When Children Take the Stand

December 02, 2011
Author: Alina Jolly

Child Abuse and the Evidentiary Concern

Child abuse is a grave concern in the United States and its victims continue to rise. In the U.S. alone the reported number of child sexual abuse cases has grown at a rate of 2,300 percent since 1991.1  Of the cases that are reported and brought to trial, prosecutors are presented with complex evidentiary issues. Victims of child abuse are rarely able to report the abuse themselves.2  The shame and fear these children feel often procures silence and prevents them from testifying as witnesses against their abusers.3  The Supreme Court’s decision in Crawford v. Washington4  further complicated the production of child testimony, when it restricted the types of statements that could be brought before the court. Courts are now left with the intricate task of determining whether a child’s statements are testimonial in nature. As more and more courts exclude recitations of abuse, the need for a defined standard by the Supreme Court rises. This standard should ascertain an objective analysis of the child’s capacity and competency by taking into account the child’s age, intelligence and experience. It is only through an objective analysis of a reasonable child that courts can properly protect and balance the rights of both the victim and the accused under the Sixth Amendment.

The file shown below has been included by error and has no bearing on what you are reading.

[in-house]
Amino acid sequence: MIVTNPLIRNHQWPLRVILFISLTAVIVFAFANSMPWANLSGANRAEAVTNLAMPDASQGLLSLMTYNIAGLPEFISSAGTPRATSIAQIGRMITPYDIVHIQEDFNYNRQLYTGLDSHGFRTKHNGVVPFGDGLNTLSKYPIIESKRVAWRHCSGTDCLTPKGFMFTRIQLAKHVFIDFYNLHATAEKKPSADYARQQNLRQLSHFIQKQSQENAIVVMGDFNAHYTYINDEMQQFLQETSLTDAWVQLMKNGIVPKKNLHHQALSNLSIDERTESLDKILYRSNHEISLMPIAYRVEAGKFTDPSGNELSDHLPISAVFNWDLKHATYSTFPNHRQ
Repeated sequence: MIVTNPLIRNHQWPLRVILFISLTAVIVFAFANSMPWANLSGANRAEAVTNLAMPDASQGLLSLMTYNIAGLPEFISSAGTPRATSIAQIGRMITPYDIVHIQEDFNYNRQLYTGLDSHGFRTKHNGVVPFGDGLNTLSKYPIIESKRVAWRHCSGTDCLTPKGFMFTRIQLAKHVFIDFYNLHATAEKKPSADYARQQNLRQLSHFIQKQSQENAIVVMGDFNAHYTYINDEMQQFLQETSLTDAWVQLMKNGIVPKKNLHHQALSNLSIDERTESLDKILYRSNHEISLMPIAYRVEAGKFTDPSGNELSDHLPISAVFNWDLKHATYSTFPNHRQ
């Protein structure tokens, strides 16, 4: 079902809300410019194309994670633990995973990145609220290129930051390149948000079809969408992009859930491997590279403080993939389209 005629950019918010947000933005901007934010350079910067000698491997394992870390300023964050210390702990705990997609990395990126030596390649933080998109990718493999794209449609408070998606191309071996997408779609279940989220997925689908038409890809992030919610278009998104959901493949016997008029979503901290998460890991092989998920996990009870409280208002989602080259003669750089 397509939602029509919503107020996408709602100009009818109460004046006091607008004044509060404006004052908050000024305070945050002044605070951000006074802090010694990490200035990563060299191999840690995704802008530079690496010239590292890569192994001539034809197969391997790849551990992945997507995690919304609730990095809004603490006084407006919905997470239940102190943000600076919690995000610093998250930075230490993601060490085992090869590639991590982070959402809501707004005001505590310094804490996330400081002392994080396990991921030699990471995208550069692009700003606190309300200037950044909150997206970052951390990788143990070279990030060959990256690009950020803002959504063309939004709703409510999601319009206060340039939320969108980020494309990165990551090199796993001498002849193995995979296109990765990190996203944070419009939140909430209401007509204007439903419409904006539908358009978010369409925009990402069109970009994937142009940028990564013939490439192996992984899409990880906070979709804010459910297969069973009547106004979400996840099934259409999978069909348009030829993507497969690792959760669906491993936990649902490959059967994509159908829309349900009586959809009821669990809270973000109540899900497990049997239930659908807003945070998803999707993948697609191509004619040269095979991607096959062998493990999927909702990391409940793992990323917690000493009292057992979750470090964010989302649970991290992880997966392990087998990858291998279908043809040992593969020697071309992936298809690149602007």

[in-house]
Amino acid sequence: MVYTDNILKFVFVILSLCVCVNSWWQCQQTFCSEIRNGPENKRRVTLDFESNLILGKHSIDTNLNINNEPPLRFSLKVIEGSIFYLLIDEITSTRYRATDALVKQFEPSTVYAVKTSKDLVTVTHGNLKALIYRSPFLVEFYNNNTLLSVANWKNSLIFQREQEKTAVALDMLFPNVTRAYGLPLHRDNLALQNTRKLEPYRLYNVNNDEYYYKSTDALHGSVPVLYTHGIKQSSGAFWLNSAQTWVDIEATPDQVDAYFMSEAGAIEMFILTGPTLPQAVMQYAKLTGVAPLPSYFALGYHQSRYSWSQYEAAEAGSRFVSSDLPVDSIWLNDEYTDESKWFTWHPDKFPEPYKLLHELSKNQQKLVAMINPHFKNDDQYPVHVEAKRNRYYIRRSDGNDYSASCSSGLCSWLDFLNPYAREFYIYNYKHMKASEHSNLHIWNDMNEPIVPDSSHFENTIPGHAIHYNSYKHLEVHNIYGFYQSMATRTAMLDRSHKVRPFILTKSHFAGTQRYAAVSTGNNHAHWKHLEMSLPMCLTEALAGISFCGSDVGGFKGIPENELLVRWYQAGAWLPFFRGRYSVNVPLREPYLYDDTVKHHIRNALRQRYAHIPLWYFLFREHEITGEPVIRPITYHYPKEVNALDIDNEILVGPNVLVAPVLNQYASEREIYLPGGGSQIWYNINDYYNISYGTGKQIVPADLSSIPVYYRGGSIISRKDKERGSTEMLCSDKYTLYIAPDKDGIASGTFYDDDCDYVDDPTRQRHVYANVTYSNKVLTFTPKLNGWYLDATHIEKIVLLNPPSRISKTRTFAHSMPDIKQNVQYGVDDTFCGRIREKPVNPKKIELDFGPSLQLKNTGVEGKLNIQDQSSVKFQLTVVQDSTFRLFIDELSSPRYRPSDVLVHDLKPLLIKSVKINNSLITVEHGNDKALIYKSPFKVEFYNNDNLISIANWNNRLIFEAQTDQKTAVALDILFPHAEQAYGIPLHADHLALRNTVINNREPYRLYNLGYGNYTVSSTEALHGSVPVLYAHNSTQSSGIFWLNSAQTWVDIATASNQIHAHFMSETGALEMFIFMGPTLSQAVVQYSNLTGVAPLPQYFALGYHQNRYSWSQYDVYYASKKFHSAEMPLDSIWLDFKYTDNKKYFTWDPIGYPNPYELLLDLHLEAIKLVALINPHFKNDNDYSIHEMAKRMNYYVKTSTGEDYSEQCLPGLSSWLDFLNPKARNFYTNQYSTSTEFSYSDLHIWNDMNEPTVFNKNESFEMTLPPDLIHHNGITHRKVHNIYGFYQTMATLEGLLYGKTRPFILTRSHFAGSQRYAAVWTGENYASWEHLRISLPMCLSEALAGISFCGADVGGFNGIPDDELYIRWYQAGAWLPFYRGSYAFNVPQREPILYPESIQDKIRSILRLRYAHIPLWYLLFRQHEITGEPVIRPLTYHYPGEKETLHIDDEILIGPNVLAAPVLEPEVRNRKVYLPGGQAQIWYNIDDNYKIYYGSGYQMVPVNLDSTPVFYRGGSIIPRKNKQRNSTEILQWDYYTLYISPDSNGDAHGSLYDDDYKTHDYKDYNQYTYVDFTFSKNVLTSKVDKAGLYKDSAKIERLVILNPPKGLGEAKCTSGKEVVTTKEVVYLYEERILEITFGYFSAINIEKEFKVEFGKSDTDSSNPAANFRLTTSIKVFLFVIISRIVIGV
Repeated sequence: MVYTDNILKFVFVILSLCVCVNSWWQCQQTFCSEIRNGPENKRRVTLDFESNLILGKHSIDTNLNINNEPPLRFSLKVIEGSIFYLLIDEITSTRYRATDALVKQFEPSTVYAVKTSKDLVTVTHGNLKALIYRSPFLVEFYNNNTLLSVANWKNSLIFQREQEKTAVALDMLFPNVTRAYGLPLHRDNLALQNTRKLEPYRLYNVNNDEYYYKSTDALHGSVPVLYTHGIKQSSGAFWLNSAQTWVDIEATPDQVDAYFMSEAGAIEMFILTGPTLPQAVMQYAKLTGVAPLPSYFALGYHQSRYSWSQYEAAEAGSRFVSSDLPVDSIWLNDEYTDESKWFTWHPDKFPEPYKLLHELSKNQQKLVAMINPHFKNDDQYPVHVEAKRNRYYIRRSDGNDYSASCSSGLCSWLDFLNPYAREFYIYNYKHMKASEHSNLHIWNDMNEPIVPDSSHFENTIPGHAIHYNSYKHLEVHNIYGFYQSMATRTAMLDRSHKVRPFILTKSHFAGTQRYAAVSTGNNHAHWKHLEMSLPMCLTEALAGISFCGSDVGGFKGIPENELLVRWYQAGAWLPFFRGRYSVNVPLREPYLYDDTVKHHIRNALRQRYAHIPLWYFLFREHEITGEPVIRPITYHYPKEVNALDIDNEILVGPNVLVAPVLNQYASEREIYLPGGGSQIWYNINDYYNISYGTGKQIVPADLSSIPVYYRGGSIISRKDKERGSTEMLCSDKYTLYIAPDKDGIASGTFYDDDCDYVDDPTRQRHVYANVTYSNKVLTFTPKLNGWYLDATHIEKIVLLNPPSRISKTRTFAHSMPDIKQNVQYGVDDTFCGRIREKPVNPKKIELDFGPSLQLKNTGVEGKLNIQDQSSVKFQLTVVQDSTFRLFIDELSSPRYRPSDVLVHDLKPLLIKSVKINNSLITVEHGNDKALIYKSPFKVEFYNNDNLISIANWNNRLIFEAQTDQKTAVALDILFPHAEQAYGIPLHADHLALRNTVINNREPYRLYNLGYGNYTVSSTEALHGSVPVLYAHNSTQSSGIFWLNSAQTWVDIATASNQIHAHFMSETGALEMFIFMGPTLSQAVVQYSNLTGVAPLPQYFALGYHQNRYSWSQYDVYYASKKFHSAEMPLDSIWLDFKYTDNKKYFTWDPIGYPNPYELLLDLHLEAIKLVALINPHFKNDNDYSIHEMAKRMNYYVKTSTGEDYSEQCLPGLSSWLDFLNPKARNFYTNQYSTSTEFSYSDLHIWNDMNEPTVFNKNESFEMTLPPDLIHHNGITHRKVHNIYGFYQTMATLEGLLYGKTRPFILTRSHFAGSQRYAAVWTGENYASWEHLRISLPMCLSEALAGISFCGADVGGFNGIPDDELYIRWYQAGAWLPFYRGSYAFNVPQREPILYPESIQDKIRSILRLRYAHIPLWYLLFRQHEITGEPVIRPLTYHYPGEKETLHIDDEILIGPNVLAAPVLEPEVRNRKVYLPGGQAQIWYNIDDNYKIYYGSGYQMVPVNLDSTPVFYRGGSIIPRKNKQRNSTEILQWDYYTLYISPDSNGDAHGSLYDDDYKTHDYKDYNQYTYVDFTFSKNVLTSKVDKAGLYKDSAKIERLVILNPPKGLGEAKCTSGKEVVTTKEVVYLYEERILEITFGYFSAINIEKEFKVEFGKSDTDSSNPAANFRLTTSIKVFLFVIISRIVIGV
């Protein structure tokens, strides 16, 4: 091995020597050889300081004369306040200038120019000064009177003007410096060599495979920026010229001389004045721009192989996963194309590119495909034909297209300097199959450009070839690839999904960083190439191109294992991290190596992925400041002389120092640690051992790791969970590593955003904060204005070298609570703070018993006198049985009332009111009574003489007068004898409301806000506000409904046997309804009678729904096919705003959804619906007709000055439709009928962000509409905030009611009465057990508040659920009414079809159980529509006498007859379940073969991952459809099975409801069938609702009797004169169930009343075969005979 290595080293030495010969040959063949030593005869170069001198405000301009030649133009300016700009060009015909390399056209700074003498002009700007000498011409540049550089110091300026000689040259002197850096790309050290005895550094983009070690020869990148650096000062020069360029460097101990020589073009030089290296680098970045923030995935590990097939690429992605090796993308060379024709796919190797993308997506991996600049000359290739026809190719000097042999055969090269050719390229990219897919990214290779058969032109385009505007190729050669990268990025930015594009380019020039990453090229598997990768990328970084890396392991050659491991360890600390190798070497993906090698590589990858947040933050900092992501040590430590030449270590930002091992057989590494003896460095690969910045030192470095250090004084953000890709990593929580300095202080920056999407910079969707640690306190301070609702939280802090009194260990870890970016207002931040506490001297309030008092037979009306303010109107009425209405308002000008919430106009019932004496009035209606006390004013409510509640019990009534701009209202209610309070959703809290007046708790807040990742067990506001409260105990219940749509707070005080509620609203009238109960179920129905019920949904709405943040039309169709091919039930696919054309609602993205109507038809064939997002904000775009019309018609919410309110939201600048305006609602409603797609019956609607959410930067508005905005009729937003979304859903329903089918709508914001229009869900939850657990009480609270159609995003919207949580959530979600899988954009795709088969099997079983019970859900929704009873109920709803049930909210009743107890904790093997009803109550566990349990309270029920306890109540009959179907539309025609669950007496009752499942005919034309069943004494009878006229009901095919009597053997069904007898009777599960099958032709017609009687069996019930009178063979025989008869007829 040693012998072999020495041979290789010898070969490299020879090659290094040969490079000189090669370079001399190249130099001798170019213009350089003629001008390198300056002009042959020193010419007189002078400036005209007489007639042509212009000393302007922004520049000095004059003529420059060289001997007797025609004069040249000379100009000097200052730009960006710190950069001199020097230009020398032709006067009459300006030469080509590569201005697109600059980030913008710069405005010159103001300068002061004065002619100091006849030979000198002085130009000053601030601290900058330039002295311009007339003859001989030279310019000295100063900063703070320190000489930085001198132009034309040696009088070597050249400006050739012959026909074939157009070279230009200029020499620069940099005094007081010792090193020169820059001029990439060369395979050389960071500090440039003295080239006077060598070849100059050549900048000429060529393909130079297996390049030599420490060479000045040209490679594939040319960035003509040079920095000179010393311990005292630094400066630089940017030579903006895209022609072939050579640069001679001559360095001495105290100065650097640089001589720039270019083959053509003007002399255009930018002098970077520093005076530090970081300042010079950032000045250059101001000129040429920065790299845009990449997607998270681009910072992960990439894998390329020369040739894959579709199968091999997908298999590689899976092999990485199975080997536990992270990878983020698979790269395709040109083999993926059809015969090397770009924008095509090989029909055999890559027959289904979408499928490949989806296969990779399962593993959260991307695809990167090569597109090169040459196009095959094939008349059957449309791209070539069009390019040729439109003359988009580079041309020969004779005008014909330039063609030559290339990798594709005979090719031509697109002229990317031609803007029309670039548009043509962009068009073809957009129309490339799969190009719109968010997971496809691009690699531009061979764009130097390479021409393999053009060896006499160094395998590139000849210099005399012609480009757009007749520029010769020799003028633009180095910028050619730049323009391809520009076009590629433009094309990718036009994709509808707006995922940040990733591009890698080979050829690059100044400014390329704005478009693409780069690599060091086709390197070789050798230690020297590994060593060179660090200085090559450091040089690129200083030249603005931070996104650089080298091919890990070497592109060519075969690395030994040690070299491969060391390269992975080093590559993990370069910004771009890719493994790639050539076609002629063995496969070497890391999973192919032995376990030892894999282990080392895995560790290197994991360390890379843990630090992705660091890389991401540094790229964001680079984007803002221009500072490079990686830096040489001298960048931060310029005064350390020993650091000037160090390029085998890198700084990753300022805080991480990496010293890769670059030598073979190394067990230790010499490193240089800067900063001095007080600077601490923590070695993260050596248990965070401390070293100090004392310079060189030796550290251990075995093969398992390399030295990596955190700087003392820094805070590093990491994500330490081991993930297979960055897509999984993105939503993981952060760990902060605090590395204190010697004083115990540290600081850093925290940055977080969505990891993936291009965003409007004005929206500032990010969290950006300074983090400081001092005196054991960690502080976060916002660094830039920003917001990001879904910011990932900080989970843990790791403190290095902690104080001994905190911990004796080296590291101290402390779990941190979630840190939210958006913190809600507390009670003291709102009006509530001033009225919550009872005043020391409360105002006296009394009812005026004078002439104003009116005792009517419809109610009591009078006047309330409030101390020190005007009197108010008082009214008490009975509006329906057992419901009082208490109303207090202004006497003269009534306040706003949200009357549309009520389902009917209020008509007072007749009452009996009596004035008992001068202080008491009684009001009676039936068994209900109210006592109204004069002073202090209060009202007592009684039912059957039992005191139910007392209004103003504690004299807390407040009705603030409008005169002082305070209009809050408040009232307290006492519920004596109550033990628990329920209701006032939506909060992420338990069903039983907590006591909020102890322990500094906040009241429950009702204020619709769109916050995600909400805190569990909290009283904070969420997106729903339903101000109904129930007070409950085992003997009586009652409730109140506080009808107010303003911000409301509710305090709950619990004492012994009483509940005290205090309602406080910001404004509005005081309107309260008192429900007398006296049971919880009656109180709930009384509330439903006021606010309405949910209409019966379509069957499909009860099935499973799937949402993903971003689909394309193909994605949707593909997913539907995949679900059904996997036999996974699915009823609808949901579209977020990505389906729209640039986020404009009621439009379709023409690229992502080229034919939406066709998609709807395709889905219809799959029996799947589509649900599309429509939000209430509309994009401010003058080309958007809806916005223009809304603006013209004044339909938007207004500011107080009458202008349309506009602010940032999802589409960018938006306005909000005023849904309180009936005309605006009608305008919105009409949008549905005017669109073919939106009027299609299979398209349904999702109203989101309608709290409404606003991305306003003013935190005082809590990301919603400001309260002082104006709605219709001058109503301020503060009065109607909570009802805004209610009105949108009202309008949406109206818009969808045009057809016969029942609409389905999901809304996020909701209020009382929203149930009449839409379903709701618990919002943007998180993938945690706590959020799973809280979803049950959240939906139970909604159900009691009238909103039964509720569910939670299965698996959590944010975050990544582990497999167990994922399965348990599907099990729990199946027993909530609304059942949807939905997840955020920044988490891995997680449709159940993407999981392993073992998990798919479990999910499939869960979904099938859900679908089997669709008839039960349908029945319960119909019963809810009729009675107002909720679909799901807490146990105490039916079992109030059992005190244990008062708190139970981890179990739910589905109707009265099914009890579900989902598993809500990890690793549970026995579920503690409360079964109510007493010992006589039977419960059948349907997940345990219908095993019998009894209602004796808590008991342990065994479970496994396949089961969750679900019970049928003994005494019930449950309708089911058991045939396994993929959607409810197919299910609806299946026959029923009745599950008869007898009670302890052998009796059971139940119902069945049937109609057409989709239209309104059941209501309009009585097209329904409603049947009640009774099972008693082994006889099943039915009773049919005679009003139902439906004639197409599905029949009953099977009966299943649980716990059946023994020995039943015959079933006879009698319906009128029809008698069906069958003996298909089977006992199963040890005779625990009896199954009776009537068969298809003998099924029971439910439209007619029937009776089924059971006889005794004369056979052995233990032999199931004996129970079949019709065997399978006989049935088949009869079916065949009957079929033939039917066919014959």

Crawford and the Sixth Amendment’s Confrontation Clause